Finally making it through the woods of engine upgrades and starting to see some new features creeping into the game. I’ve put the final touches on the new camera system which was one of the last truly ugly systems in the engine.
Now the view can be clamped inside the vehicles and is calculated serverside also, we can do firing from vehicle seats! In reality the driver won’t be able to shoot, but this was easier to record. We still need to implement animations pivoting from the hip while pinned to a seat, but that’s the easy part.
Next we have a new headlook feature, similar to the arma engine allowing you to look around on a limited swivel while running / aiming in specific direction. Useful when crossing a valley in sprint and checking your surroundings. (FPS animator needs some touchups so it doesn’t look weird in side angles, not a big issue though.
Lastly we have the completely unrestricted Roach back seat that allows crouching / standing and 360 degree freedom.
This video also shows the improved third person aiming system, notice the arrow is now accurate regardless of perspective.
Once again, I should be able to get to recoil this week. Those wondering what the ItemV2 ETA is, we are still a couple months off.
Things that need to be implemented before we can go live:
New tooltip system that supports itemv2 state
AI for new creatures
Upgrade loot table system to generate weapon attachments / procedural stats
Cow_trix finish new map
No more fucking around
Now I am through most of the serious upgrades I need to do, I am switching gears into delivery mode. I wanted to take the time necessary to make sure we deliver some really game changing stuff with the upcoming update, however I am starting to see some patterns emerge that I see in other games that never get finished. I always thought that the reason games that have some initial success slow down after the early access launch was due to a lack of motivation / cashgrabery.
I see now how easy it is to get caught up in trying to make everything perfect once the pressure of going bankrupt in the next week is taken off the table. We are still working harder than ever, but we really need to start focusing on pushing this release cycle out the door and stop trying to cram every feature we ever wanted into the game. There is plenty of time for more features, in future releases, I see now we still need to make compromises in the short term if we want to finish anything.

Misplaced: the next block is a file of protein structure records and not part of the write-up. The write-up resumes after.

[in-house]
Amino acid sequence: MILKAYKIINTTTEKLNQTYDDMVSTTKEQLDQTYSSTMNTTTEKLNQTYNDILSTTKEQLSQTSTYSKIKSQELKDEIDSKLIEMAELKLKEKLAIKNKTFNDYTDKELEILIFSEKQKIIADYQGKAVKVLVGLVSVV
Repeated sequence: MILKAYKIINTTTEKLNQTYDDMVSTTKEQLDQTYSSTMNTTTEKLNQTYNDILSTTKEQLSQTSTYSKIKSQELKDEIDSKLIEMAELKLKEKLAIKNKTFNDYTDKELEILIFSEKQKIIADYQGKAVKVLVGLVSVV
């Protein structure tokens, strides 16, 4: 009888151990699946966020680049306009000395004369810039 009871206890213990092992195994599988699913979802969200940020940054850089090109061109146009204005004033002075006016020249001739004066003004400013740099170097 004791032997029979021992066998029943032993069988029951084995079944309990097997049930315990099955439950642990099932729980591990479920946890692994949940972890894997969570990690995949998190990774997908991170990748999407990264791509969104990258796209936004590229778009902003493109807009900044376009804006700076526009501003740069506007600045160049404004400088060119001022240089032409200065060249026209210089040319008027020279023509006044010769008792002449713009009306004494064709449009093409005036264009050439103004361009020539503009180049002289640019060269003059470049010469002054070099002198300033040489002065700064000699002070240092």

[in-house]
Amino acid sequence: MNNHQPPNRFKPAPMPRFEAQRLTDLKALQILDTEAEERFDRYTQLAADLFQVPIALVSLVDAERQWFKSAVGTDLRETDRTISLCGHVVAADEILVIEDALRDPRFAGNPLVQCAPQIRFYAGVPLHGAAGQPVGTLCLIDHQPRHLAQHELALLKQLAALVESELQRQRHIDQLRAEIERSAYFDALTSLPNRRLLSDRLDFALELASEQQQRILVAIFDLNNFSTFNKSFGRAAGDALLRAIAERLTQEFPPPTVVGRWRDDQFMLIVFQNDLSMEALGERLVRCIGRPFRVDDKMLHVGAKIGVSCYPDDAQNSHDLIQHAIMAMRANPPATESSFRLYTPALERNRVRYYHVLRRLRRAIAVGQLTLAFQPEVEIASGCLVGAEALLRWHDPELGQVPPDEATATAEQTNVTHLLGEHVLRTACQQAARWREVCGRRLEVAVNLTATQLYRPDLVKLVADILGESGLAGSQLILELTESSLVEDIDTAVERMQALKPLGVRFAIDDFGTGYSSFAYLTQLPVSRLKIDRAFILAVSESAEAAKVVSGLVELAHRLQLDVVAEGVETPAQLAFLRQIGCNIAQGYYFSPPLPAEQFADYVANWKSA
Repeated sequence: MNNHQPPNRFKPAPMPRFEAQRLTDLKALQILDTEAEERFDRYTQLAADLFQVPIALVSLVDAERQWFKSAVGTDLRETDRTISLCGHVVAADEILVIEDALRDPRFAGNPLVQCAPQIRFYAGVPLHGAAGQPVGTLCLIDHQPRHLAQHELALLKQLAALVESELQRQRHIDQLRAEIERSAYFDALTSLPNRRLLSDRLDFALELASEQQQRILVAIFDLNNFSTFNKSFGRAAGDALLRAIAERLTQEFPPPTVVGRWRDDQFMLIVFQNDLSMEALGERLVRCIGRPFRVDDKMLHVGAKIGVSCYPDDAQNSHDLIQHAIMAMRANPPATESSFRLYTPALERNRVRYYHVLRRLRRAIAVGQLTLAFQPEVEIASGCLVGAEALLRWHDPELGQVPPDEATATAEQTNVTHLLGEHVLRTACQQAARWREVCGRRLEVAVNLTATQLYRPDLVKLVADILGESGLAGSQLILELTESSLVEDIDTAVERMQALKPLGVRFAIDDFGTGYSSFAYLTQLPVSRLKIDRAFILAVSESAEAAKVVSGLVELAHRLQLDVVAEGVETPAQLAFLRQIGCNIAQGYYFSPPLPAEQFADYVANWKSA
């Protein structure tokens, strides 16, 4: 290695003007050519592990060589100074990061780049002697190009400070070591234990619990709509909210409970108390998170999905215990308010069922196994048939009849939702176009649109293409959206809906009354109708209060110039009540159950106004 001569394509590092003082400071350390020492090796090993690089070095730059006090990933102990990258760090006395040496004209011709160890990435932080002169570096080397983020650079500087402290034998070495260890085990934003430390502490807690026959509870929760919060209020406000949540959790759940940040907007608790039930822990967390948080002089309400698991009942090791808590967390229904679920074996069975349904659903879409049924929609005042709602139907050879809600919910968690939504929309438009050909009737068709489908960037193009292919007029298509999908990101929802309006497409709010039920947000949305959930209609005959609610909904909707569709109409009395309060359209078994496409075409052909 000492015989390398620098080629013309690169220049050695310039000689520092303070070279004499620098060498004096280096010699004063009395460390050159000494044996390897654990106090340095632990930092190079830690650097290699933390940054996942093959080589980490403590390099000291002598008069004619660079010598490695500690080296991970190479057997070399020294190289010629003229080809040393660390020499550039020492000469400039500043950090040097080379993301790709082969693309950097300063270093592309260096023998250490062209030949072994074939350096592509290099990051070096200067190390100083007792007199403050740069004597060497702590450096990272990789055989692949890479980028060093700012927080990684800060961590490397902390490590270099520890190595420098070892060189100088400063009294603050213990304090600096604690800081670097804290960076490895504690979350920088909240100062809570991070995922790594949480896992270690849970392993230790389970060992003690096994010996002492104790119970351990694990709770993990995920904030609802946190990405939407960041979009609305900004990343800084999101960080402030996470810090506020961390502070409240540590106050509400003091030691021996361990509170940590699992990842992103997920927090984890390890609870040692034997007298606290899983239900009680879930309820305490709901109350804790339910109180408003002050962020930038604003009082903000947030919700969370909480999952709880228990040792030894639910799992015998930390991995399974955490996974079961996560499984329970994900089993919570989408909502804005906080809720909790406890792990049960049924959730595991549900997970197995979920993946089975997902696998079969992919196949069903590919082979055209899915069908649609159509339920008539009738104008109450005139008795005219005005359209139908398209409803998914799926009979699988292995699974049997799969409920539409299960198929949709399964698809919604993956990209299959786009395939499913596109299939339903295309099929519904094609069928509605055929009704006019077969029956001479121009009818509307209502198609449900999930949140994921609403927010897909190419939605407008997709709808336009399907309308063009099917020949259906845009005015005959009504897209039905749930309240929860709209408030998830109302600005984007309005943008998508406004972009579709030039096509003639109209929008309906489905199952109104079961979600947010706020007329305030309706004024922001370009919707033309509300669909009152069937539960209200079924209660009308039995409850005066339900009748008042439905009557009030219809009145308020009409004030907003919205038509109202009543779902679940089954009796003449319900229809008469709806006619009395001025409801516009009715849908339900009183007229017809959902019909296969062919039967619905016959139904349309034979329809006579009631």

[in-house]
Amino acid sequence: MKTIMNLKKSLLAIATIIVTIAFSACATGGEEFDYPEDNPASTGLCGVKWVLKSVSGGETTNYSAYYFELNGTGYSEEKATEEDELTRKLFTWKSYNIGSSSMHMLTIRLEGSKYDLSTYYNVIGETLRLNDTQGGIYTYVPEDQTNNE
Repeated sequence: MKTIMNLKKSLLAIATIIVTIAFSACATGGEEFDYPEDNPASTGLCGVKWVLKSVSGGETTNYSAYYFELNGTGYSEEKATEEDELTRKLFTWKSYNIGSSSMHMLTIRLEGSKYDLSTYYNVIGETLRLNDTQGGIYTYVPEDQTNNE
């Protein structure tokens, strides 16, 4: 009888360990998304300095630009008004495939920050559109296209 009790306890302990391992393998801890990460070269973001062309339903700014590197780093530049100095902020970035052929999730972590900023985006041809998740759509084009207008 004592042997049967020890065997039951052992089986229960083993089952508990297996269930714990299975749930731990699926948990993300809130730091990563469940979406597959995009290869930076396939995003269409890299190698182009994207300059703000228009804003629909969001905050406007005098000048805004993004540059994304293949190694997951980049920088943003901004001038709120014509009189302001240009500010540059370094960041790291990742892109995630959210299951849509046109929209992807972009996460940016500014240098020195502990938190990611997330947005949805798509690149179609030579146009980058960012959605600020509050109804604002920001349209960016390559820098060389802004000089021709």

That said, ItemV2 has become more like Hurtworld V2 as almost all elements of the game have been improved… a lot. We can’t wait to get your hands on it, hopefully I can make that not too far away!
This bike is starting to shape up nicely. All the high poly versions of the wheels, fairings and chassis are done now, the next step is to add some damage to these by carving into them. If you look at the image I have added, you can see some damage has been added already. These are the types of damage that affect the silhouette of the model, and so are also present in the low poly mesh. The next step is to UV map the low poly and then bake out the normals maps so that texturing can begin. Vehicles have high polycounts so this takes a bit of time, especially when baking normal maps, as you can never be 100% sure that they will come out right the first time you bake them. This is especially true when it comes to more complex shapes. Any part of geo with an angle over 90 degrees will generally cause a normal baking disaster. Adding in a little more geo in these areas by simply adding a bevel on the offending edge of the low poly mesh will usually fix this, but you must be careful not to start beveling edges everywhere and blow out your poly budget.
This past week I was focusing on nailing the workflow of getting mesh’s skinned in maya, exported, and viewable in Toms new Vis Scene. This involved a little bit of back and forth with Tom, especially in regards to having the player character display as close as it can to what it does in game ( which it now does ). I went through and modified some of the previously made clothes to better fit the new body shape, and they seemed to come across pretty well. We noticed that just lowering the head a little and applying a normal map makes him look a bit more jacked, which we don’t mind.